The week between Christmas and New Year’s has long been claimed territory on my calendar for goal setting. In the weeks previous, I’ve jotted down general ideas for goals for the New Year, but on this week, I prayerfully finalize these goals.
The wise men followed a very special star to the land of Israel asking, “Where is He that is born King of the Jews?” When they found Him in Bethlehem, they came worshipping and gave Him valuable gifts of gold, frankincense, and myrrh that no doubt sustained the family when they escaped to Egypt.
It’s amazing to me that during such a wonderful time of year as Christmas—a celebration that is so significant to our faith—there are Christians who don’t benefit from the season. It’s incredible that we are willing to settle for “getting through” it rather than celebrating it and benefiting from the focus on Christ.
A Tale of Two Cities is a famous novel written by Charles Dickens in 1859 to contrast life in Paris with life in London during the time of the French Revolution. With sales of about 200 million, A Tale of Two Cities is the biggest selling novel in history. Dickens began the famous novel with the oft-quoted line, “It was the best of times, it was the worst of times.”
As our family gathers for Christmas each year, we read the Christmas story. Actually, we read part of the Christmas story. We don’t include the genealogies found in either Matthew 1 or Luke 3. But these 32 verses are part of the Christmas story. In fact, they are a significant enough part that God included them in our Bibles.
In truth, we serve a God of miracles (hello, just read Luke 2), but our tendency when peering into the future is to predict it based on the rate of past progress. We pray desperately for God to do what we can’t, then we rise from our knees, look at the date the prayer request was first entered, and sigh. “Not gonna happen, at least anytime soon,” we feel, even if we don’t say.
It’s a strange thing about Christmas. We celebrate Jesus’ birth, and we use the celebration to further our efforts in sharing the gospel. But somehow we seem to easily lose focus this time of year more than any other.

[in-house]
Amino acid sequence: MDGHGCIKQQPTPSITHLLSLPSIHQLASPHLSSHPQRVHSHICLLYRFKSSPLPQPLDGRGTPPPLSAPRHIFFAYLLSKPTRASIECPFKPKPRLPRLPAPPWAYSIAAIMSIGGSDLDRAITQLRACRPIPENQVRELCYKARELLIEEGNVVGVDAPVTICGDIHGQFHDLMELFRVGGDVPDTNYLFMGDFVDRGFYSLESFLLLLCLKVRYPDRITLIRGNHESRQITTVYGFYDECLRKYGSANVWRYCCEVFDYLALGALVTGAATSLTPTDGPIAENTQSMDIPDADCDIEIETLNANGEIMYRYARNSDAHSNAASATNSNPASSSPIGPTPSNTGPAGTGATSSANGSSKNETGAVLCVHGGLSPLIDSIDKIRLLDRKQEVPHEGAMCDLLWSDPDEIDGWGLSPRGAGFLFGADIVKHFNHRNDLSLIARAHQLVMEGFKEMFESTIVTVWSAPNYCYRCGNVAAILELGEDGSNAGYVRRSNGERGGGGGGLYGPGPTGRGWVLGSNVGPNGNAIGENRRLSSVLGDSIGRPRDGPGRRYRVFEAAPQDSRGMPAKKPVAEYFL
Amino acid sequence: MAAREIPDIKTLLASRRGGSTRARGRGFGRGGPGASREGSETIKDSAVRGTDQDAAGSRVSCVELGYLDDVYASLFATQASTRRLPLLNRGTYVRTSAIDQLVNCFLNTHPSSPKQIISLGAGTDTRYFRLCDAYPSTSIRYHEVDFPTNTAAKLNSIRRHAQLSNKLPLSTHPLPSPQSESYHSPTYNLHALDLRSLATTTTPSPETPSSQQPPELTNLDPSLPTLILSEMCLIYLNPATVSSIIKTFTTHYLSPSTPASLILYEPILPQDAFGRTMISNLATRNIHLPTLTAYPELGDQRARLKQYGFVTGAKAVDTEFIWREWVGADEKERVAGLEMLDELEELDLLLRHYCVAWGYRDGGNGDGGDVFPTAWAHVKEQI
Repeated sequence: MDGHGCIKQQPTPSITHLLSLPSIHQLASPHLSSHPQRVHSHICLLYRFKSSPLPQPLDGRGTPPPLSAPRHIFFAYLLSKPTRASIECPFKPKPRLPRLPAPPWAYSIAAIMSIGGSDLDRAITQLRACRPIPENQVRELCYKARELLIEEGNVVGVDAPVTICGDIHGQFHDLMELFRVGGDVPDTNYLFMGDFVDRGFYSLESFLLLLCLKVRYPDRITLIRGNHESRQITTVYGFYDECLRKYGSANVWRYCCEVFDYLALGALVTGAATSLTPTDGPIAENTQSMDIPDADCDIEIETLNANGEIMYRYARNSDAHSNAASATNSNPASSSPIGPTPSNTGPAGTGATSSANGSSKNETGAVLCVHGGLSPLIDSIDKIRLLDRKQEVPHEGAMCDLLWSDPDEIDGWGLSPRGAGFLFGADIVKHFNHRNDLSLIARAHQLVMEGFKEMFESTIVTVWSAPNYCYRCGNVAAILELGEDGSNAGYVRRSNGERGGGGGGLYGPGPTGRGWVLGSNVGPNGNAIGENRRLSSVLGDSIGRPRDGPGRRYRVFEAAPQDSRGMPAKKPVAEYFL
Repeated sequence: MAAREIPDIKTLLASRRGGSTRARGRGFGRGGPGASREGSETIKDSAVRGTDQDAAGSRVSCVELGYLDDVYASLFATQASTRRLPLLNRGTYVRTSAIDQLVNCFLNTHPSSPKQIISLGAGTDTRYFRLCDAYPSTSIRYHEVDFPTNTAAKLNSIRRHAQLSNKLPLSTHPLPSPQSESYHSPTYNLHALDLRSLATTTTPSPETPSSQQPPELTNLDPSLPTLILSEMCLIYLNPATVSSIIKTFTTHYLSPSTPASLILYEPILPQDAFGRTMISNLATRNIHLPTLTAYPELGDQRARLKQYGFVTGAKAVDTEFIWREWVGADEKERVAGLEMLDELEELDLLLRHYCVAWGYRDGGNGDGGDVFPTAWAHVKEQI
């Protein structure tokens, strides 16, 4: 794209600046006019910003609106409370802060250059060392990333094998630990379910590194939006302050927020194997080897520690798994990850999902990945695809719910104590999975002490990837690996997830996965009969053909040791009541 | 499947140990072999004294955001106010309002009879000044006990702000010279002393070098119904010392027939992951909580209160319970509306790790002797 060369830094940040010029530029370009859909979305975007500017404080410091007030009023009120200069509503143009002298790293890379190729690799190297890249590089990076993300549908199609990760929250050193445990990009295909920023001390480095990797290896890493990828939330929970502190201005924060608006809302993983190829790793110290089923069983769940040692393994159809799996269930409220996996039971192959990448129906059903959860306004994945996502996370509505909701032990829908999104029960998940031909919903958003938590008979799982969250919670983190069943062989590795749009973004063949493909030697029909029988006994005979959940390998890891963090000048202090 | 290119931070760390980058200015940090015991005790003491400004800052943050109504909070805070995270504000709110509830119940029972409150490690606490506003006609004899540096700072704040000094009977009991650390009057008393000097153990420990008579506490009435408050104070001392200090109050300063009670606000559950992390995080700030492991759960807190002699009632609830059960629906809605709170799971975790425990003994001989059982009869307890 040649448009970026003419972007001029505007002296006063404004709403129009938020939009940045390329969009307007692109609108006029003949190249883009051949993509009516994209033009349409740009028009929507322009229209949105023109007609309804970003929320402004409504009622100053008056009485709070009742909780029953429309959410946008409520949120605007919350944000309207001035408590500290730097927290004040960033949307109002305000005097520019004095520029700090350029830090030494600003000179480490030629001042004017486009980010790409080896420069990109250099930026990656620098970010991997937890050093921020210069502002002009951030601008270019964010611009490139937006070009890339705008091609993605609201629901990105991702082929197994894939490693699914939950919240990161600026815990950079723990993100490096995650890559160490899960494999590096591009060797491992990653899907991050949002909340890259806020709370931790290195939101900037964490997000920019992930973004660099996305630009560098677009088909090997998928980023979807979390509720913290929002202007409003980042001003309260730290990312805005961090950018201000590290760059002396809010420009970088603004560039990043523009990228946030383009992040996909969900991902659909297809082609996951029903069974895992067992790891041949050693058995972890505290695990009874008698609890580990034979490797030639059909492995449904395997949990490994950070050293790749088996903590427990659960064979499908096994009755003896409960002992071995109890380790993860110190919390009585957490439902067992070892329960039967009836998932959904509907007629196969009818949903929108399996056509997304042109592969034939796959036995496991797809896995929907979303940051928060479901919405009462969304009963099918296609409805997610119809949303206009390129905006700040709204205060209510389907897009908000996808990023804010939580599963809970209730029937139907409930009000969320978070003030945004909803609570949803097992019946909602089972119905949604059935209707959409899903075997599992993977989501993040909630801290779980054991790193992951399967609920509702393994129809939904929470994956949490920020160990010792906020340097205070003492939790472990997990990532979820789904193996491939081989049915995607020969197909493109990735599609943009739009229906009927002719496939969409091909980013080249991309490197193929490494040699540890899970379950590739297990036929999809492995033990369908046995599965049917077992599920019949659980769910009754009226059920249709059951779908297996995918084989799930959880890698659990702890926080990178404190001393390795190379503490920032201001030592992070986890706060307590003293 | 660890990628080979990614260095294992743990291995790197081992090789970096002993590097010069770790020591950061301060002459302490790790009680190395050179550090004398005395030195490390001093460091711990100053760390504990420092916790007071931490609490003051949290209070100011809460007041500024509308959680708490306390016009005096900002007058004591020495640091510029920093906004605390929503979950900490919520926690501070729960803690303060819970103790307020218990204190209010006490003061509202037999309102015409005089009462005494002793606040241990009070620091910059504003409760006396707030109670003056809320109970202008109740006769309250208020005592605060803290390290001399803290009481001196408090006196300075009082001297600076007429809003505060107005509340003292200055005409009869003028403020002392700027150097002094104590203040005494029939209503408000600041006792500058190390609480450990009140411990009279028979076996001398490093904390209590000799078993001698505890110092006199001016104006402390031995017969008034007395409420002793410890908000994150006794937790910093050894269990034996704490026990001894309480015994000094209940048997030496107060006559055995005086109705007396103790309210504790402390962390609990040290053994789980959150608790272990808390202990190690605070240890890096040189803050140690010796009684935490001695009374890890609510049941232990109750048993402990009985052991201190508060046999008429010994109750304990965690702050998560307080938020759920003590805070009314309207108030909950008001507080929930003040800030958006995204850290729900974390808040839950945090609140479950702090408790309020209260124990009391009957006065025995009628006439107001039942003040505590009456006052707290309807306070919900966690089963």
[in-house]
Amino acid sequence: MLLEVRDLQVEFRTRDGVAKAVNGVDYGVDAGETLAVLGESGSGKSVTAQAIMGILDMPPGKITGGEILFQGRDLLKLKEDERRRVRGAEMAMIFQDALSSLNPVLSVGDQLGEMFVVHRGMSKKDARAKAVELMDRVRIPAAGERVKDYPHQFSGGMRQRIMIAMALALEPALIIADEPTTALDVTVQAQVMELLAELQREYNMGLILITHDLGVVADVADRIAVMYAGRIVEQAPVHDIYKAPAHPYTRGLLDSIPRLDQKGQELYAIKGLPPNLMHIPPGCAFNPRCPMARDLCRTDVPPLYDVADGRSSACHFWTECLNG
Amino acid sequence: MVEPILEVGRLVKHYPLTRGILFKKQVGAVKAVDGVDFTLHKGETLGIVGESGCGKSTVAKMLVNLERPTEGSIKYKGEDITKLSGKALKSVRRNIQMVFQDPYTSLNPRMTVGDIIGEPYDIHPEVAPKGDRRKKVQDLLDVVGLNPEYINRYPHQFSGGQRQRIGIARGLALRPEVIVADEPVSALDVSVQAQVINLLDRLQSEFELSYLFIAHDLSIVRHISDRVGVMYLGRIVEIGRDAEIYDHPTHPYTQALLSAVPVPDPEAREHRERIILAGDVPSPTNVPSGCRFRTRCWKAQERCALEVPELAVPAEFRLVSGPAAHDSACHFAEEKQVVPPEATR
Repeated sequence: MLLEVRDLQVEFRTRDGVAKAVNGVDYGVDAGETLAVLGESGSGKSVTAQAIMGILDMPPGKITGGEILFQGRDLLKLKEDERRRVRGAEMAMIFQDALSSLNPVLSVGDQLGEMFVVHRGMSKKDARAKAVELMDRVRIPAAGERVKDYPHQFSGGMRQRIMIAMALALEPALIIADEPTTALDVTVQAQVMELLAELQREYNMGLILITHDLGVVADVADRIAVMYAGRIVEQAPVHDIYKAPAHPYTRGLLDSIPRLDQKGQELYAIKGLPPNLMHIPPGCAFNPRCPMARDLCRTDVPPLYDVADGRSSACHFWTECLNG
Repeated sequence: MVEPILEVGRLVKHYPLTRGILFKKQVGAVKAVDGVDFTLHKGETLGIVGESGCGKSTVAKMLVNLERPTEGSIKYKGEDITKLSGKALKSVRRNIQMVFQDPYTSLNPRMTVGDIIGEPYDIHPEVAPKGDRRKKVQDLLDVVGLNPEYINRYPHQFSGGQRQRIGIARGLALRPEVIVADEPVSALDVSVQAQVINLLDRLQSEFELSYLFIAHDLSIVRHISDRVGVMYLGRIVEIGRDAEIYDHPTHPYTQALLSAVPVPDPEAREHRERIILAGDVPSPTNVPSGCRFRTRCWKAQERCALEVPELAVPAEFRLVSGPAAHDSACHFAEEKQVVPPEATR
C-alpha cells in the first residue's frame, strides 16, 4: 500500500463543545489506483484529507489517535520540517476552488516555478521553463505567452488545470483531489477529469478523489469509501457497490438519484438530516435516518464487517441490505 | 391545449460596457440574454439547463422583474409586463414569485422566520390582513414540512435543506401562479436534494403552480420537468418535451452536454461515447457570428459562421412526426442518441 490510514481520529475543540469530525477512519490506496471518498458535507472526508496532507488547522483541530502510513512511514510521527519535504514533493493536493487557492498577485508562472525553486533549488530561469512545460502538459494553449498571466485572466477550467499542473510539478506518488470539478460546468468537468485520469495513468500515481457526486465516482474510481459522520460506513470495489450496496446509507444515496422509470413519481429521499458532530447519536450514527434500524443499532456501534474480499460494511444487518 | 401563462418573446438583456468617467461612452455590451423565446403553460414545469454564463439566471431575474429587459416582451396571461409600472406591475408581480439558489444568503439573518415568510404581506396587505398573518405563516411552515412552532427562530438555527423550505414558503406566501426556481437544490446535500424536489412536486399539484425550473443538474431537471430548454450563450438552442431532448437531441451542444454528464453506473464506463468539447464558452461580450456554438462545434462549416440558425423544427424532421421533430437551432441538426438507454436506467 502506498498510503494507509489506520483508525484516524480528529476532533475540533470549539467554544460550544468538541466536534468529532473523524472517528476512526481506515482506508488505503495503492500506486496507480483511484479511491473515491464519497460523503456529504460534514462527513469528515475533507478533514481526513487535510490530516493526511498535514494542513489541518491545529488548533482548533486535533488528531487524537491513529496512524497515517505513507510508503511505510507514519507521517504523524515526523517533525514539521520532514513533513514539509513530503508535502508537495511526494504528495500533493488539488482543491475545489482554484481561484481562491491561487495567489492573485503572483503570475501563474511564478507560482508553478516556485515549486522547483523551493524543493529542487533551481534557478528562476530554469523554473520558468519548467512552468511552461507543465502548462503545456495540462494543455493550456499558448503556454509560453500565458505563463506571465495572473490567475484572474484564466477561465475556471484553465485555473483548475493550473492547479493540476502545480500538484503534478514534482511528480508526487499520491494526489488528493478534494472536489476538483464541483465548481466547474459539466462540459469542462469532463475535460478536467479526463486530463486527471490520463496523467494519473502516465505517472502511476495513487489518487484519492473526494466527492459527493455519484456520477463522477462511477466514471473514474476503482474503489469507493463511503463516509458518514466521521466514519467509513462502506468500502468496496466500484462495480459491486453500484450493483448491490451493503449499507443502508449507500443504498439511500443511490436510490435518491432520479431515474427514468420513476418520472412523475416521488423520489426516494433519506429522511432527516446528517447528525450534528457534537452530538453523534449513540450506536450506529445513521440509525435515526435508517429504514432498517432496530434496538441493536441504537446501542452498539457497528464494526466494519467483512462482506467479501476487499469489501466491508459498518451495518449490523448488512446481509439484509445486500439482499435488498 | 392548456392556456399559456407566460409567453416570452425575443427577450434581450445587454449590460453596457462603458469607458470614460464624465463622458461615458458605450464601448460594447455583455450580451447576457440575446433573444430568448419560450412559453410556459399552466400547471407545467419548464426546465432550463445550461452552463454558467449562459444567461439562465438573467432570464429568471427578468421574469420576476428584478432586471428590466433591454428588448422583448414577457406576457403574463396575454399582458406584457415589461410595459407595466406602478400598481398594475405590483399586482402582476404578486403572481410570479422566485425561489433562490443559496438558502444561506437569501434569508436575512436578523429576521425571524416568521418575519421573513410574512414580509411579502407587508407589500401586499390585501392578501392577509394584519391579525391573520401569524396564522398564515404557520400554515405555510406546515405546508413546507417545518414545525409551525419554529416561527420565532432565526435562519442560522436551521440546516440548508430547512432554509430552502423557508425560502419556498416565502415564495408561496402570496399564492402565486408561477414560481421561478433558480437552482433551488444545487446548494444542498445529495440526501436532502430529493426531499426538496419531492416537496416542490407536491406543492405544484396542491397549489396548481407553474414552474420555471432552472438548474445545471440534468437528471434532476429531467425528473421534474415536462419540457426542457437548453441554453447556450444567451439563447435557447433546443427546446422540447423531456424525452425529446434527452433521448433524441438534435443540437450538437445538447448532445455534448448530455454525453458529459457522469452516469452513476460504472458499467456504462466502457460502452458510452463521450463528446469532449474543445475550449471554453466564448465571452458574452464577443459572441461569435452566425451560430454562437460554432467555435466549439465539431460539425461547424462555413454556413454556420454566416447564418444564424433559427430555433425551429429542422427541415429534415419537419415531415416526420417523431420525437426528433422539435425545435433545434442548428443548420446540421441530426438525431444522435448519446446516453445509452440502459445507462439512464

Christmas is coming! It is the most wonderful time of the year! Even the unsaved are singing about the Lord! During this season, you are able to freely say, “Merry Christmas,” to everyone you meet! Use this season to tell of the Reason for Christmas.
Christmas Is a Great Time for Extra Outreach Opportunities
Be sure that every student is included (we usually include all those three years old through the sixth grade). If children do not have an individual speaking part, they should be part of a choir or a group saying verses.
Thoughts on Presenting the Gospel Gift This Christmas
One of the blessings of the Christmas season is people’s openness to talk about Jesus. In my experience, it’s one of the best times of the year in terms of tender hearts and responsiveness to gospel invitations in the community.
Lessons from the Angels That Announced Christ’s Birth
In the Bible, although angels were used by God for a variety of purposes, the primary use was to deliver a message. In fact, the very word “angel” means “messenger.” Webster’s 1828 Dictionary further defines an angel as, “One employed to communicate news or information from one person to another at a distance.”
Don’t make the mistake of enjoying the wrapping of Christmas—activities, time with family, gift exchanges, traditions—without enjoying what is behind the wrapping—the gift. Quite simply, Jesus is the gift of Christmas. And, with Paul, we exclaim, “Thanks be unto God for his unspeakable gift” (2 Corinthians 9:15).
Sermon outline: This is an abbreviated outline with the complete sermon downloadable at the bottom of the post. Luke 2:14 has been called the first Christmas poem. I don’t know that it was sung (verse 13 used the word “saying”), but it is certainly worthy of our attention. There we see the angels glorifying God at the birth of the Saviour. There is no envy present in their carol of praise, no tinge of jealousy, no desire for the attention that belongs to Christ and Him alone.
God’s Guidance Will Save Us from a Life of Disaster
We were looking forward to getting back to our home in Indiana for the Christmas season. As an evangelist, I look forward to those times spent off the road with family and friends. Our last meeting was in northern Wisconsin the second week of December. Snow had already covered the ground, and temperatures were well below freezing. It was easy to get into the Christmas spirit.
According to research, if you were to buy all 364 items mentioned in The Twelve Days of Christmas, you would have spent $114,651 this year. That’s up 6.9% from 2012. And if you waited until the last minute and had to buy all these items online, the price would rise to approximately $173,000. Christmas is getting rather pricey.